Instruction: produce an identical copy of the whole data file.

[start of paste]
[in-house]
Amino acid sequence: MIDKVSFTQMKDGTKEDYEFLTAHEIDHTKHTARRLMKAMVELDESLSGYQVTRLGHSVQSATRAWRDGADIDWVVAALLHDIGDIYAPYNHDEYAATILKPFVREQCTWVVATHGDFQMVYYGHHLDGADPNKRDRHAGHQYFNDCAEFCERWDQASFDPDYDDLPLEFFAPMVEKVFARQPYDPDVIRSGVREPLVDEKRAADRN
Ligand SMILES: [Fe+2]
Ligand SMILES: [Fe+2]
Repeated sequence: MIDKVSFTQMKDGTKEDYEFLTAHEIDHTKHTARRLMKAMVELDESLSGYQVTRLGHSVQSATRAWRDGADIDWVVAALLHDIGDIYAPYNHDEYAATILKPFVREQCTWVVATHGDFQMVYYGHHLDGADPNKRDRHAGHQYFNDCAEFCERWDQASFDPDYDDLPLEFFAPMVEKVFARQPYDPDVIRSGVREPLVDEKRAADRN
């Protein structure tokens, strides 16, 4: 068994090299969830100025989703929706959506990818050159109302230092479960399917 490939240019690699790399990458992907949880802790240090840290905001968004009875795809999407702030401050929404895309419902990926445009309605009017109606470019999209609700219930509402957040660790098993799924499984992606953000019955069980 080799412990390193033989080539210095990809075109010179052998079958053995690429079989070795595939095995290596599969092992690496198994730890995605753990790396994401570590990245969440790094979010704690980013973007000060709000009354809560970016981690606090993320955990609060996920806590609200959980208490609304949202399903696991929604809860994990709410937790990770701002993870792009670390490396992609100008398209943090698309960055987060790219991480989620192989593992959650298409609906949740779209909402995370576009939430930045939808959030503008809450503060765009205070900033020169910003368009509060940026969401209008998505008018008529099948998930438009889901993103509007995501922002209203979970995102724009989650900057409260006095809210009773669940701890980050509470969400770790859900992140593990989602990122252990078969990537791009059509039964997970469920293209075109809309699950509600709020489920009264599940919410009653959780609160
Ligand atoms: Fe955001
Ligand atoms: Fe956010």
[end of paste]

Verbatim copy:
[in-house]
Amino acid sequence: MIDKVSFTQMKDGTKEDYEFLTAHEIDHTKHTARRLMKAMVELDESLSGYQVTRLGHSVQSATRAWRDGADIDWVVAALLHDIGDIYAPYNHDEYAATILKPFVREQCTWVVATHGDFQMVYYGHHLDGADPNKRDRHAGHQYFNDCAEFCERWDQASFDPDYDDLPLEFFAPMVEKVFARQPYDPDVIRSGVREPLVDEKRAADRN
Ligand SMILES: [Fe+2]
Ligand SMILES: [Fe+2]
Repeated sequence: MIDKVSFTQMKDGTKEDYEFLTAHEIDHTKHTARRLMKAMVELDESLSGYQVTRLGHSVQSATRAWRDGADIDWVVAALLHDIGDIYAPYNHDEYAATILKPFVREQCTWVVATHGDFQMVYYGHHLDGADPNKRDRHAGHQYFNDCAEFCERWDQASFDPDYDDLPLEFFAPMVEKVFARQPYDPDVIRSGVREPLVDEKRAADRN
């Protein structure tokens, strides 16, 4: 068994090299969830100025989703929706959506990818050159109302230092479960399917 490939240019690699790399990458992907949880802790240090840290905001968004009875795809999407702030401050929404895309419902990926445009309605009017109606470019999209609700219930509402957040660790098993799924499984992606953000019955069980 080799412990390193033989080539210095990809075109010179052998079958053995690429079989070795595939095995290596599969092992690496198994730890995605753990790396994401570590990245969440790094979010704690980013973007000060709000009354809560970016981690606090993320955990609060996920806590609200959980208490609304949202399903696991929604809860994990709410937790990770701002993870792009670390490396992609100008398209943090698309960055987060790219991480989620192989593992959650298409609906949740779209909402995370576009939430930045939808959030503008809450503060765009205070900033020169910003368009509060940026969401209008998505008018008529099948998930438009889901993103509007995501922002209203979970995102724009989650900057409260006095809210009773669940701890980050509470969400770790859900992140593990989602990122252990078969990537791009059509039964997970469920293209075109809309699950509600709020489920009264599940919410009653959780609160
Ligand atoms: Fe955001
Ligand atoms: Fe956010």